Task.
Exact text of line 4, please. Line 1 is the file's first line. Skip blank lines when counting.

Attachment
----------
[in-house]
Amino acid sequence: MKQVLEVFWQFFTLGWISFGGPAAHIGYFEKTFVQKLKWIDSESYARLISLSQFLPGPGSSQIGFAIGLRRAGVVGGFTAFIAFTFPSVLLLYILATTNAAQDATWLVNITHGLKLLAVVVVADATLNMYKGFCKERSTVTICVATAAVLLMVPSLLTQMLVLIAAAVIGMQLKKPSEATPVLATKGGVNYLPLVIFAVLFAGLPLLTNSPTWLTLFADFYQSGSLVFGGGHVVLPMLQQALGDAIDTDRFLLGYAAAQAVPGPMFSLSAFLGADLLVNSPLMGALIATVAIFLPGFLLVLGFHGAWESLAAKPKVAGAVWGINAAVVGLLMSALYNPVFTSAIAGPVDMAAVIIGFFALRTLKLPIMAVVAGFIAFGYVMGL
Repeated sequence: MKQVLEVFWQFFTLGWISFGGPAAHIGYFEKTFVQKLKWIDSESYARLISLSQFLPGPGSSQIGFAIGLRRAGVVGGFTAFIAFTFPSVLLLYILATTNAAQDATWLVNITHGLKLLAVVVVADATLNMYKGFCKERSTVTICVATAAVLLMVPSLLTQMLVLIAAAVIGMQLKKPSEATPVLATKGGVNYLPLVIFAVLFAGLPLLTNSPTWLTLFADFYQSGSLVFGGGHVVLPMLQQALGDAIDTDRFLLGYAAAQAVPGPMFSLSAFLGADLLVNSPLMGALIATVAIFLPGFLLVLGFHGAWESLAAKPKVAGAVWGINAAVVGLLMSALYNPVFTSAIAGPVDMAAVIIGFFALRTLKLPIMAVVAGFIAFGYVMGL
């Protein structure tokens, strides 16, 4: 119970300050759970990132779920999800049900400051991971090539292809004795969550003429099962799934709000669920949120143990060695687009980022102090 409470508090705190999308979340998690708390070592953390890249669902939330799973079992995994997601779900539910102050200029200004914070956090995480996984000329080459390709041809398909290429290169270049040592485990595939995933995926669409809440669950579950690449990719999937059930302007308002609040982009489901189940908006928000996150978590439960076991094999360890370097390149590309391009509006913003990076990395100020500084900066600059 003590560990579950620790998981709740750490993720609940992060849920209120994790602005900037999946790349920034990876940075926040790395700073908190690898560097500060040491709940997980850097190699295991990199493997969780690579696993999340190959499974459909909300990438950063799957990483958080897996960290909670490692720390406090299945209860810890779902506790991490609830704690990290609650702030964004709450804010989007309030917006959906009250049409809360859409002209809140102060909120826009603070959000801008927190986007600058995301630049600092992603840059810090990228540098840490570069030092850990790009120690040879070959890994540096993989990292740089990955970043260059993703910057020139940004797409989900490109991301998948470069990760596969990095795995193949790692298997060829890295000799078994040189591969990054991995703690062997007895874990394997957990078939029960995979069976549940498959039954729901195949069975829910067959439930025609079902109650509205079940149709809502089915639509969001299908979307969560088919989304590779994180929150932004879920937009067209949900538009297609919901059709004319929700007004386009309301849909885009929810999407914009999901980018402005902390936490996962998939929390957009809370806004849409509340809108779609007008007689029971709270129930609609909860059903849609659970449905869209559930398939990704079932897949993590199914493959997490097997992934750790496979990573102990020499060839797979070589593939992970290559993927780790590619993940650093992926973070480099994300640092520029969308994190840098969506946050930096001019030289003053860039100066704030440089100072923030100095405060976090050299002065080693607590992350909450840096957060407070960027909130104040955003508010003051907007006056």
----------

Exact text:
């Protein structure tokens, strides 16, 4: 119970300050759970990132779920999800049900400051991971090539292809004795969550003429099962799934709000669920949120143990060695687009980022102090 409470508090705190999308979340998690708390070592953390890249669902939330799973079992995994997601779900539910102050200029200004914070956090995480996984000329080459390709041809398909290429290169270049040592485990595939995933995926669409809440669950579950690449990719999937059930302007308002609040982009489901189940908006928000996150978590439960076991094999360890370097390149590309391009509006913003990076990395100020500084900066600059 003590560990579950620790998981709740750490993720609940992060849920209120994790602005900037999946790349920034990876940075926040790395700073908190690898560097500060040491709940997980850097190699295991990199493997969780690579696993999340190959499974459909909300990438950063799957990483958080897996960290909670490692720390406090299945209860810890779902506790991490609830704690990290609650702030964004709450804010989007309030917006959906009250049409809360859409002209809140102060909120826009603070959000801008927190986007600058995301630049600092992603840059810090990228540098840490570069030092850990790009120690040879070959890994540096993989990292740089990955970043260059993703910057020139940004797409989900490109991301998948470069990760596969990095795995193949790692298997060829890295000799078994040189591969990054991995703690062997007895874990394997957990078939029960995979069976549940498959039954729901195949069975829910067959439930025609079902109650509205079940149709809502089915639509969001299908979307969560088919989304590779994180929150932004879920937009067209949900538009297609919901059709004319929700007004386009309301849909885009929810999407914009999901980018402005902390936490996962998939929390957009809370806004849409509340809108779609007008007689029971709270129930609609909860059903849609659970449905869209559930398939990704079932897949993590199914493959997490097997992934750790496979990573102990020499060839797979070589593939992970290559993927780790590619993940650093992926973070480099994300640092520029969308994190840098969506946050930096001019030289003053860039100066704030440089100072923030100095405060976090050299002065080693607590992350909450840096957060407070960027909130104040955003508010003051907007006056």